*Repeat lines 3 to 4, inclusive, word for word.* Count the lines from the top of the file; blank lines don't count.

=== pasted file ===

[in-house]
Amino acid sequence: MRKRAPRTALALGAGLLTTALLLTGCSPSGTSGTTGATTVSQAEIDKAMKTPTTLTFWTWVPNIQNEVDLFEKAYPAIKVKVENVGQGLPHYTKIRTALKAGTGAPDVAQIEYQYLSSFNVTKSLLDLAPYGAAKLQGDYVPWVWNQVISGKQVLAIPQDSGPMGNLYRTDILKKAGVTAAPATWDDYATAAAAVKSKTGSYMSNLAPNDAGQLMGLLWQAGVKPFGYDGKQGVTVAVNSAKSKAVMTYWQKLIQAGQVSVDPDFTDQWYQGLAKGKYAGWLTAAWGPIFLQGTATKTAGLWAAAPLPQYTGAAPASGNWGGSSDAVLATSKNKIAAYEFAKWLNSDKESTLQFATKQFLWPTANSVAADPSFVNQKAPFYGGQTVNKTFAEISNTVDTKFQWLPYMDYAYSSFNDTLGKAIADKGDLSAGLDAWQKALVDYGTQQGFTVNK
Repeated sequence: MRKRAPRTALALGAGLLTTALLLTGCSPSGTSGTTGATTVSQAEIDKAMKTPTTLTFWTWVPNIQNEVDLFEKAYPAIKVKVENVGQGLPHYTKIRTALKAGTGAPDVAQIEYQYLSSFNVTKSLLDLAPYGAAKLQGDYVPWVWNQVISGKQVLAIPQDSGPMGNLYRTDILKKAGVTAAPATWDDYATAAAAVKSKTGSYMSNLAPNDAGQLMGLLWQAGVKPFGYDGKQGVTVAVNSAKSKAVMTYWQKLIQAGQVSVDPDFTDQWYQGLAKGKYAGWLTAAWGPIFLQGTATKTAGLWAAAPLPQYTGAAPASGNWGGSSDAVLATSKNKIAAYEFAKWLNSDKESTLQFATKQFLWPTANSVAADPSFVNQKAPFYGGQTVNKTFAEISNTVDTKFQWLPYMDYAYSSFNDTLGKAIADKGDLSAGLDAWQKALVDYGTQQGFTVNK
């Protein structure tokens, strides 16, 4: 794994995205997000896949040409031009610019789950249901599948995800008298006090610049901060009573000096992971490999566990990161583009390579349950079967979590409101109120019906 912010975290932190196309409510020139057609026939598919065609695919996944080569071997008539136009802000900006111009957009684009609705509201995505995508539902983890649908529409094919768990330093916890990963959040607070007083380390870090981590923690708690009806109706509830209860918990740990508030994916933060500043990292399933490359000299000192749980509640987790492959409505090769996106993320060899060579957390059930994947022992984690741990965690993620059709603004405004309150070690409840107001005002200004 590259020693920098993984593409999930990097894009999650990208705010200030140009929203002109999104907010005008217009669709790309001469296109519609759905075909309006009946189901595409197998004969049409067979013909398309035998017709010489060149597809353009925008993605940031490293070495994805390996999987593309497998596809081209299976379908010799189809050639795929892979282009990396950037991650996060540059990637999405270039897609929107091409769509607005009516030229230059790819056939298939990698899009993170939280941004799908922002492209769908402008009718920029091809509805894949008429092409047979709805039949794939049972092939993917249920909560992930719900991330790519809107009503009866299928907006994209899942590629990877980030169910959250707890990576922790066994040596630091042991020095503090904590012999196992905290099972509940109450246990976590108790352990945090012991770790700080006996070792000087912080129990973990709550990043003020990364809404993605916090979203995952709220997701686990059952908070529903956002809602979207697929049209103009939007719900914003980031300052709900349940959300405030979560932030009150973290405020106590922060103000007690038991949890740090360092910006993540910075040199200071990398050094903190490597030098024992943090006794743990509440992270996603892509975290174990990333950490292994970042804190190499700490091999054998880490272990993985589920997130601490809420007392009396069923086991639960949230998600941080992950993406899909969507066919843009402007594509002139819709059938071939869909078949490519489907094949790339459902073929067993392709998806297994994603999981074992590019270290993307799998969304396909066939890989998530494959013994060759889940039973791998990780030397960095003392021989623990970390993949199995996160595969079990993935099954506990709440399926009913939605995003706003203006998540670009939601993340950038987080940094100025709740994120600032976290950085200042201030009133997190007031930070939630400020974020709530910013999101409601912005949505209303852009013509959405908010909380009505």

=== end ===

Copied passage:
Repeated sequence: MRKRAPRTALALGAGLLTTALLLTGCSPSGTSGTTGATTVSQAEIDKAMKTPTTLTFWTWVPNIQNEVDLFEKAYPAIKVKVENVGQGLPHYTKIRTALKAGTGAPDVAQIEYQYLSSFNVTKSLLDLAPYGAAKLQGDYVPWVWNQVISGKQVLAIPQDSGPMGNLYRTDILKKAGVTAAPATWDDYATAAAAVKSKTGSYMSNLAPNDAGQLMGLLWQAGVKPFGYDGKQGVTVAVNSAKSKAVMTYWQKLIQAGQVSVDPDFTDQWYQGLAKGKYAGWLTAAWGPIFLQGTATKTAGLWAAAPLPQYTGAAPASGNWGGSSDAVLATSKNKIAAYEFAKWLNSDKESTLQFATKQFLWPTANSVAADPSFVNQKAPFYGGQTVNKTFAEISNTVDTKFQWLPYMDYAYSSFNDTLGKAIADKGDLSAGLDAWQKALVDYGTQQGFTVNK
């Protein structure tokens, strides 16, 4: 794994995205997000896949040409031009610019789950249901599948995800008298006090610049901060009573000096992971490999566990990161583009390579349950079967979590409101109120019906 912010975290932190196309409510020139057609026939598919065609695919996944080569071997008539136009802000900006111009957009684009609705509201995505995508539902983890649908529409094919768990330093916890990963959040607070007083380390870090981590923690708690009806109706509830209860918990740990508030994916933060500043990292399933490359000299000192749980509640987790492959409505090769996106993320060899060579957390059930994947022992984690741990965690993620059709603004405004309150070690409840107001005002200004 590259020693920098993984593409999930990097894009999650990208705010200030140009929203002109999104907010005008217009669709790309001469296109519609759905075909309006009946189901595409197998004969049409067979013909398309035998017709010489060149597809353009925008993605940031490293070495994805390996999987593309497998596809081209299976379908010799189809050639795929892979282009990396950037991650996060540059990637999405270039897609929107091409769509607005009516030229230059790819056939298939990698899009993170939280941004799908922002492209769908402008009718920029091809509805894949008429092409047979709805039949794939049972092939993917249920909560992930719900991330790519809107009503009866299928907006994209899942590629990877980030169910959250707890990576922790066994040596630091042991020095503090904590012999196992905290099972509940109450246990976590108790352990945090012991770790700080006996070792000087912080129990973990709550990043003020990364809404993605916090979203995952709220997701686990059952908070529903956002809602979207697929049209103009939007719900914003980031300052709900349940959300405030979560932030009150973290405020106590922060103000007690038991949890740090360092910006993540910075040199200071990398050094903190490597030098024992943090006794743990509440992270996603892509975290174990990333950490292994970042804190190499700490091999054998880490272990993985589920997130601490809420007392009396069923086991639960949230998600941080992950993406899909969507066919843009402007594509002139819709059938071939869909078949490519489907094949790339459902073929067993392709998806297994994603999981074992590019270290993307799998969304396909066939890989998530494959013994060759889940039973791998990780030397960095003392021989623990970390993949199995996160595969079990993935099954506990709440399926009913939605995003706003203006998540670009939601993340950038987080940094100025709740994120600032976290950085200042201030009133997190007031930070939630400020974020709530910013999101409601912005949505209303852009013509959405908010909380009505």